One of Liverpool’s most graceful quarters can be found along Hope Street. Named after the merchant who built its first house, Hope Street is aptly titled; at one end sits Liverpool Cathedral (Anglican) and at the other Liverpool Metropolitan Cathedral (Catholic), two of England’s finest religious buildings. Clustered around them are numerous arts institutions, including the Philharmonic Hall, home to the Royal Liverpool Philharmonic Orchestra.
As well as religious heritage, Hope Street has a theatrical pedigree. It’s here you’ll find the tiny Unity Theatre and the Everyman Theatre, which reopened in March 2014 after extensive – and now award-winning – renovation to its stage, restaurant and backstage areas (including a metal façade with 105 Liverpool residents cut into it).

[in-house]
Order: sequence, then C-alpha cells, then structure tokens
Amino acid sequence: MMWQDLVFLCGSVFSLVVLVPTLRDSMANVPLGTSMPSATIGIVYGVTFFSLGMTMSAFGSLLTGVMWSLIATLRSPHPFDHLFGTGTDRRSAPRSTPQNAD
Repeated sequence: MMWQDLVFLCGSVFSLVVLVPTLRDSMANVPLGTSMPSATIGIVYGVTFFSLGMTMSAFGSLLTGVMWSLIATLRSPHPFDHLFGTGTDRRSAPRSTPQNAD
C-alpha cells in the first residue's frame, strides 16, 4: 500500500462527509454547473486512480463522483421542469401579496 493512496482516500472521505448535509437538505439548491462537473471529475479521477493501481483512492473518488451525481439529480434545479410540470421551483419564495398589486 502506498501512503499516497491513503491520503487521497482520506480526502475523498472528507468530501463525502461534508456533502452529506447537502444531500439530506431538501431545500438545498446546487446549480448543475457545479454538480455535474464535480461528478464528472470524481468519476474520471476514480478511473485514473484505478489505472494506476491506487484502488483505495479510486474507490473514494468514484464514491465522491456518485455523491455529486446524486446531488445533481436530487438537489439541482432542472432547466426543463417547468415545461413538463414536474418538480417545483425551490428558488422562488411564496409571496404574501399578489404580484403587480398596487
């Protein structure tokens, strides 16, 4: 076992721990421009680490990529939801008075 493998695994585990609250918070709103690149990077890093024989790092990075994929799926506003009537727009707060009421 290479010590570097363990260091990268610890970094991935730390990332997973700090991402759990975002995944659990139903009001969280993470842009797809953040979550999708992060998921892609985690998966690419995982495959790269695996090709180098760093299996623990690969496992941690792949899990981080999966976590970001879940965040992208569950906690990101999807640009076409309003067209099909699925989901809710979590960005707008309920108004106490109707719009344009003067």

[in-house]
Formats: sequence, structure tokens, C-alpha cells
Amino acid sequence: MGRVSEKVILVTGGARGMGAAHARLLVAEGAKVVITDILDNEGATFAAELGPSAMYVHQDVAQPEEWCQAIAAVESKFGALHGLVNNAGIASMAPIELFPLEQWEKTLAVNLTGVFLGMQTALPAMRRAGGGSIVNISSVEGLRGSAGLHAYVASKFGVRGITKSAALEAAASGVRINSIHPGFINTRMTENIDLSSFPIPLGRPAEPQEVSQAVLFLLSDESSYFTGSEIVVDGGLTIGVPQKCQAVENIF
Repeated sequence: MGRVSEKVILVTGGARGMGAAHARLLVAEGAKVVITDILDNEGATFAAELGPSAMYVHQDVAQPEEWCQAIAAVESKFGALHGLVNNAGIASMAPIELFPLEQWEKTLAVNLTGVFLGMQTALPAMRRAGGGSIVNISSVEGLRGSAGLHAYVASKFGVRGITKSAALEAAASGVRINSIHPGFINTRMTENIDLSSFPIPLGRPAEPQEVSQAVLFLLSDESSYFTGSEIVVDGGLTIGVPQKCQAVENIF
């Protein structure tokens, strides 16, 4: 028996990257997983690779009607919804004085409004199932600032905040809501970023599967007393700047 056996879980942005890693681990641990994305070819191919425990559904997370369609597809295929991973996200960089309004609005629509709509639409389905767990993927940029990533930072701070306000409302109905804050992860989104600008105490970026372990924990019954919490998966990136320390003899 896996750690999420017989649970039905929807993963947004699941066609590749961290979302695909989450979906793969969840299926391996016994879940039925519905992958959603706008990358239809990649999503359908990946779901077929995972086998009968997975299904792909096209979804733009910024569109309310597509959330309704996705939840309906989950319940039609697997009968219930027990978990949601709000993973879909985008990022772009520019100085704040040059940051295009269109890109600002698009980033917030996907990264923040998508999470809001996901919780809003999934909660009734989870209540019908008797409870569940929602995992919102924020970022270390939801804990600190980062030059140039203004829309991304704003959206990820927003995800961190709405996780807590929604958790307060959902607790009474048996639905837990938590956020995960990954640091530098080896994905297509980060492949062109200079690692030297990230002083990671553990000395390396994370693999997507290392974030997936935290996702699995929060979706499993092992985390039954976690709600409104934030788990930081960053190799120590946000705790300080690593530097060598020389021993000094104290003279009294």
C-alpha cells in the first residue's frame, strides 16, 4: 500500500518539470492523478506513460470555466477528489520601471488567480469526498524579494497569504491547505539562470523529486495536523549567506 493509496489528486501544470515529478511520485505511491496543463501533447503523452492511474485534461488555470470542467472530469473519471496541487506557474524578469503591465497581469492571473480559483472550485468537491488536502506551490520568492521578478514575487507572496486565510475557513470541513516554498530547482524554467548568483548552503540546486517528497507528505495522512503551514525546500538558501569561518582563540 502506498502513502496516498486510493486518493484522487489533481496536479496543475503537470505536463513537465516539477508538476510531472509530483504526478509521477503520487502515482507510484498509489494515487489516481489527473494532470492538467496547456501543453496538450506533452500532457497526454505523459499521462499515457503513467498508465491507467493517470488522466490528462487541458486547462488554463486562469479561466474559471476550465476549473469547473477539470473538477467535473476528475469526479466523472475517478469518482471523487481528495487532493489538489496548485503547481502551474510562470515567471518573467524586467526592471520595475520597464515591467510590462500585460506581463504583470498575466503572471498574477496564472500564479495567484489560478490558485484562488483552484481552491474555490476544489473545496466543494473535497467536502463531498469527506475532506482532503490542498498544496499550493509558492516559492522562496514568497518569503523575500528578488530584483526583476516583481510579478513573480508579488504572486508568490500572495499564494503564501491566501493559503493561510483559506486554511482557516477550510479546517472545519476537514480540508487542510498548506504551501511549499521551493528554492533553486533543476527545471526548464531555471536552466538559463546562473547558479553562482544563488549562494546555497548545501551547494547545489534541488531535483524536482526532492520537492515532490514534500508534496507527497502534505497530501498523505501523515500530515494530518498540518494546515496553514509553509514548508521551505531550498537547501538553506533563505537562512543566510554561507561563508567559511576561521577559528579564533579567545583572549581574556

If you get peckish, try 60 Hope Street, whose simple menu belies the top-notch food on offer, the Asian fusion menu at HOST, Chinese at Yeut Ben or The Pen Factory, which is run the team behind the much-loved Everyman Bistro.
Ian Dury was a pioneering figure for disabled people, but he wasn’t without his dark side.
Travelling story-tellers Mashi and Bhanji earn their keep by recreating enchanting tales of the great Moghul King Akbar and his wise companion, Birbal.
Explore rhythms and sounds of the world with Catapluf, whose imagination takes you to places where music can be found in everything: pans, water, drums, even the body. Catapluf’s Musical Journey includes samba, jazz, klezmer & audience participation.